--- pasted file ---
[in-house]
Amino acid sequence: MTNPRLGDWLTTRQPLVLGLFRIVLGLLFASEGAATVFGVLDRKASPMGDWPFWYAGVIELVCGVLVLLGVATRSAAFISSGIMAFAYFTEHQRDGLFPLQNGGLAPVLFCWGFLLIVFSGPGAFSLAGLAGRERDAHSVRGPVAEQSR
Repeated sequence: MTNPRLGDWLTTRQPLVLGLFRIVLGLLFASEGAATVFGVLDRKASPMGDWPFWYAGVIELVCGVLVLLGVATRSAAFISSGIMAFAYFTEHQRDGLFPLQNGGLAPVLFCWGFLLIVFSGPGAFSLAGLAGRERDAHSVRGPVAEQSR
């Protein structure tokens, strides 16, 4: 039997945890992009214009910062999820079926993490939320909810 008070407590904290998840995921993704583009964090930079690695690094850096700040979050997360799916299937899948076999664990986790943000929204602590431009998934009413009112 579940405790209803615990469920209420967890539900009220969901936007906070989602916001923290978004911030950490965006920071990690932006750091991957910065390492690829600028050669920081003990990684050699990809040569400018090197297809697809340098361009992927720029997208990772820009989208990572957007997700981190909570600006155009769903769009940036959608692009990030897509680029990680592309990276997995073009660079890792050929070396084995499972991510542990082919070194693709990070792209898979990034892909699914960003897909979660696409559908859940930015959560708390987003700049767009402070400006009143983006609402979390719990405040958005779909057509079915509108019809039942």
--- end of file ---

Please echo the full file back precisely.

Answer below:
[in-house]
Amino acid sequence: MTNPRLGDWLTTRQPLVLGLFRIVLGLLFASEGAATVFGVLDRKASPMGDWPFWYAGVIELVCGVLVLLGVATRSAAFISSGIMAFAYFTEHQRDGLFPLQNGGLAPVLFCWGFLLIVFSGPGAFSLAGLAGRERDAHSVRGPVAEQSR
Repeated sequence: MTNPRLGDWLTTRQPLVLGLFRIVLGLLFASEGAATVFGVLDRKASPMGDWPFWYAGVIELVCGVLVLLGVATRSAAFISSGIMAFAYFTEHQRDGLFPLQNGGLAPVLFCWGFLLIVFSGPGAFSLAGLAGRERDAHSVRGPVAEQSR
């Protein structure tokens, strides 16, 4: 039997945890992009214009910062999820079926993490939320909810 008070407590904290998840995921993704583009964090930079690695690094850096700040979050997360799916299937899948076999664990986790943000929204602590431009998934009413009112 579940405790209803615990469920209420967890539900009220969901936007906070989602916001923290978004911030950490965006920071990690932006750091991957910065390492690829600028050669920081003990990684050699990809040569400018090197297809697809340098361009992927720029997208990772820009989208990572957007997700981190909570600006155009769903769009940036959608692009990030897509680029990680592309990276997995073009660079890792050929070396084995499972991510542990082919070194693709990070792209898979990034892909699914960003897909979660696409559908859940930015959560708390987003700049767009402070400006009143983006609402979390719990405040958005779909057509079915509108019809039942």